What's the deal with you guys?
Polity is a media company founded by Alex Pan, a journalist currently going through a media and laws degree at the University of New South Wales. Polity seeks to present the news in a way that helps to fix the problem of rising political polarisation. A more detailed explainer of how we do that can be seen here, but that's basically the gist of it.
We're helped in doing what we do by our awesome editors, John Seroukas, Tim Enderby, and Finbar Piper.
Hmmm... i'm not sold on Polity's concept. Isn't the binary splitting of issues part of the problem?
Yes and no. As seen in Jon Stewart's famous takedown of Crossfire, (an American TV series that does something similar to us), there are many pitfalls in a binary news presentation format. As Jon Stewart notes in the above video, Crossfire enables the proliferation of low quality arguments that seek to strategically divide the populace. At Polity, with think that the binary splitting of issues is an inevitable and natural thinking process for humans, and that the problem with this kind of issue separation is in the way it is performed, rather there being any 'inherent' flaws in the format. Thus, Polity differs from normal 'binary split' formats such as Crossfire in three main ways:
First & foremost, we try to only present arguments that we think everyone can find a little bit of truth in, regardless of where in the political spectrum you identify.
Secondly, we're very strategic with how we choose topics to talk about; see our article on the marriage equality 'plebiscite' where we framed the issue as 'should marriage equality be decided on a postal vote?' as opposed to 'should there be marriage equality?'. This is done because often the real issues at hand aren't the issues reported in popular media. Polity selects issues as to cut through the 💩, to bring you real analysis of complex topics.
Finally, by acting as a 'news summariser', we aim to remove the rhetoric from punditry, reducing the effect of emotional appeals on the reader, and encouraging the reader to digest arguments in a more logical manner.
We're confident that Polity's format avoids the adversarial and combative nature of news formats that also seek a binary split of issues. Instead of 'dumbing down' the news, we force the reader to give your own deep analysis of popular news stories.
Why are some of your arguments in your 'guide-tos' presented in black & white as opposed to your normal blue & red?
The Polity B&W format is used by us for niche issues with no clear political affiliation. These issues often involve very broad and high-concept questions, and is thus impossible to convey a 'guide-to' which represents 'the majority' of opinion. Accordingly, our 'B&W' articles show the arguments for positions on both extremes, and fittingly, are presented in black and white as opposed to our classic blue and red. We do this to illustrate the elevated difficulty in negotiating the correct course of action in relation to these issues.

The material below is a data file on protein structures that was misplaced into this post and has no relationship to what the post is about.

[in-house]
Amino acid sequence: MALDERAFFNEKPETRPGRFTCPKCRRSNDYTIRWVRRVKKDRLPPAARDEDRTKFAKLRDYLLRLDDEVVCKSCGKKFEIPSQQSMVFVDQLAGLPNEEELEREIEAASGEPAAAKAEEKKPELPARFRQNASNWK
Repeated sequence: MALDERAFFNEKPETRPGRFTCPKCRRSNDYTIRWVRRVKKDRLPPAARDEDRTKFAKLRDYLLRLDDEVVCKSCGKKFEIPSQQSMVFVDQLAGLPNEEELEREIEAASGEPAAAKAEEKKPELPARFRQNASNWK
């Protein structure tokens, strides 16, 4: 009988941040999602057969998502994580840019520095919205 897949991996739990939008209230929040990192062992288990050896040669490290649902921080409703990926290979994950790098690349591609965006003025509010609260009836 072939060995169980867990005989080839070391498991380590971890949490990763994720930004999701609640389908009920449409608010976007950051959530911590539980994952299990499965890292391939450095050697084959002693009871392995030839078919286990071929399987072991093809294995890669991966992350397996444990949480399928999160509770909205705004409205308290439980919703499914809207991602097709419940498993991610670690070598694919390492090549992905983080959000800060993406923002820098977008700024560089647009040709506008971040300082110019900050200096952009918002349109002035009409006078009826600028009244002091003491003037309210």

Because of this, at Polity, we think that these issues aren't as black and white as presented. Thus, Polity strongly urges the reader to find their own grey area when reading these articles.
Wow, Polity's concept is pretty awesome. Can I help you guys do what you do?
Of course! Currently, Polity mostly needs content producers, or people who can write our 'guide-tos' but we're open to anything else that you reckon you can bring to the table.
Interested? See that Contact sidebar up above? Click it and send us a message telling us why you're keen, and we'll respond with next steps.
Hey, i'm a organisation & we love what you do. Are you open to promotional partnerships?
Yep! For sure. We'd love to partner with you to produce your content. Whether it be one of our 'guide-tos' or a video, we can tackle any interesting topic that you're passionate about. Submit any proposals through our 'contact' section in the sidebar above.
It should be noted that we take our journalistic integrity very seriously, and any partnerships will not result in a product that only covers 'your side' of the story. This is because at Polity, we think they best way to convince other people about other views isn't to force these views in their face; all sides of an issue should be fairly presented and respected, and if you're confident that your stance is the correct stance, the reader should be able to make their mind up on what stance is correct. What Polity can do for you is present a niche issue to the public and let them understand the deeper problems regarding an issue in a format that works.
We don't share any of your information with third parties. Who is a third party? Well the first party is us, and the second party is you. So a third party is anyone other than us and you. Now that's a party 🎉🎉🎉
We've got answers.